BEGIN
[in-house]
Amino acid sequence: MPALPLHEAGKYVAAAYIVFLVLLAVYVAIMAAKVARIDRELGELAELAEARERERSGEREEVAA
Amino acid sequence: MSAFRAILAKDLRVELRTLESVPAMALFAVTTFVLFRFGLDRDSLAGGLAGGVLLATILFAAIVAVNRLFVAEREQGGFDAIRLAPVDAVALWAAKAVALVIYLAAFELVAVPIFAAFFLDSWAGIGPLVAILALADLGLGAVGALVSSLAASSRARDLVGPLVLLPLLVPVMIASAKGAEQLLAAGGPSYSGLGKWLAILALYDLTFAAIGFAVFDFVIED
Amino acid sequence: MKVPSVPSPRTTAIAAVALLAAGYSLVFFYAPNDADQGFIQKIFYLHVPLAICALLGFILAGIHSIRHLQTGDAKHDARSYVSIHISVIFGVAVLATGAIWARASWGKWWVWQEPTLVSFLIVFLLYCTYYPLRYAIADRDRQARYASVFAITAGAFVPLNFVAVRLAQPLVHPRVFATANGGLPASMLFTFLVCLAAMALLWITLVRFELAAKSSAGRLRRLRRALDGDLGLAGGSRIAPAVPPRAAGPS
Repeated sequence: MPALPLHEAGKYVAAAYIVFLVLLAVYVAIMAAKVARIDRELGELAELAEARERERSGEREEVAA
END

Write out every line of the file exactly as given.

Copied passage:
[in-house]
Amino acid sequence: MPALPLHEAGKYVAAAYIVFLVLLAVYVAIMAAKVARIDRELGELAELAEARERERSGEREEVAA
Amino acid sequence: MSAFRAILAKDLRVELRTLESVPAMALFAVTTFVLFRFGLDRDSLAGGLAGGVLLATILFAAIVAVNRLFVAEREQGGFDAIRLAPVDAVALWAAKAVALVIYLAAFELVAVPIFAAFFLDSWAGIGPLVAILALADLGLGAVGALVSSLAASSRARDLVGPLVLLPLLVPVMIASAKGAEQLLAAGGPSYSGLGKWLAILALYDLTFAAIGFAVFDFVIED
Amino acid sequence: MKVPSVPSPRTTAIAAVALLAAGYSLVFFYAPNDADQGFIQKIFYLHVPLAICALLGFILAGIHSIRHLQTGDAKHDARSYVSIHISVIFGVAVLATGAIWARASWGKWWVWQEPTLVSFLIVFLLYCTYYPLRYAIADRDRQARYASVFAITAGAFVPLNFVAVRLAQPLVHPRVFATANGGLPASMLFTFLVCLAAMALLWITLVRFELAAKSSAGRLRRLRRALDGDLGLAGGSRIAPAVPPRAAGPS
Repeated sequence: MPALPLHEAGKYVAAAYIVFLVLLAVYVAIMAAKVARIDRELGELAELAEARERERSGEREEVAA